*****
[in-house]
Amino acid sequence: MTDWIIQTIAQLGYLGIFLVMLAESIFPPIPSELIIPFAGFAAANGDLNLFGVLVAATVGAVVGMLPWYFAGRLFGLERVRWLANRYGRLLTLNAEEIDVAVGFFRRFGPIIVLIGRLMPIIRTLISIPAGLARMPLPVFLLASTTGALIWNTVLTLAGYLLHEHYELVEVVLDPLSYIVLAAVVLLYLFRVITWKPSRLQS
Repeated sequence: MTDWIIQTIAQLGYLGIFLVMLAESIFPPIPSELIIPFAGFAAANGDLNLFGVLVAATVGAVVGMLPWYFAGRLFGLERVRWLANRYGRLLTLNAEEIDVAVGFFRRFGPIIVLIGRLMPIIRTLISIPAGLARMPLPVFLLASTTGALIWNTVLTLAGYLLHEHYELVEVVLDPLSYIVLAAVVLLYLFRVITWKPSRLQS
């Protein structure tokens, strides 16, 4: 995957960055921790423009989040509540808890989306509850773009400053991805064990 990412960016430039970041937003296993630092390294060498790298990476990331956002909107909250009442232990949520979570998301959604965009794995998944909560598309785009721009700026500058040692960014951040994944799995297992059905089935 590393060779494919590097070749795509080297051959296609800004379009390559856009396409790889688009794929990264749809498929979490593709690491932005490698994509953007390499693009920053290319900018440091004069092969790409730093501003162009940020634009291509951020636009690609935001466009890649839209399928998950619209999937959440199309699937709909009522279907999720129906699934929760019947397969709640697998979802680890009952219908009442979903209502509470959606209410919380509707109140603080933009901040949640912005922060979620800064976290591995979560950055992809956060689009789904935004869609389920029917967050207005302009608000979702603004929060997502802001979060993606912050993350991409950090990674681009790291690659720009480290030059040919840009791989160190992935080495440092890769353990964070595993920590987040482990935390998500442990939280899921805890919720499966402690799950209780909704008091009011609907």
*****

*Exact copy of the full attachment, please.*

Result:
[in-house]
Amino acid sequence: MTDWIIQTIAQLGYLGIFLVMLAESIFPPIPSELIIPFAGFAAANGDLNLFGVLVAATVGAVVGMLPWYFAGRLFGLERVRWLANRYGRLLTLNAEEIDVAVGFFRRFGPIIVLIGRLMPIIRTLISIPAGLARMPLPVFLLASTTGALIWNTVLTLAGYLLHEHYELVEVVLDPLSYIVLAAVVLLYLFRVITWKPSRLQS
Repeated sequence: MTDWIIQTIAQLGYLGIFLVMLAESIFPPIPSELIIPFAGFAAANGDLNLFGVLVAATVGAVVGMLPWYFAGRLFGLERVRWLANRYGRLLTLNAEEIDVAVGFFRRFGPIIVLIGRLMPIIRTLISIPAGLARMPLPVFLLASTTGALIWNTVLTLAGYLLHEHYELVEVVLDPLSYIVLAAVVLLYLFRVITWKPSRLQS
């Protein structure tokens, strides 16, 4: 995957960055921790423009989040509540808890989306509850773009400053991805064990 990412960016430039970041937003296993630092390294060498790298990476990331956002909107909250009442232990949520979570998301959604965009794995998944909560598309785009721009700026500058040692960014951040994944799995297992059905089935 590393060779494919590097070749795509080297051959296609800004379009390559856009396409790889688009794929990264749809498929979490593709690491932005490698994509953007390499693009920053290319900018440091004069092969790409730093501003162009940020634009291509951020636009690609935001466009890649839209399928998950619209999937959440199309699937709909009522279907999720129906699934929760019947397969709640697998979802680890009952219908009442979903209502509470959606209410919380509707109140603080933009901040949640912005922060979620800064976290591995979560950055992809956060689009789904935004869609389920029917967050207005302009608000979702603004929060997502802001979060993606912050993350991409950090990674681009790291690659720009480290030059040919840009791989160190992935080495440092890769353990964070595993920590987040482990935390998500442990939280899921805890919720499966402690799950209780909704008091009011609907």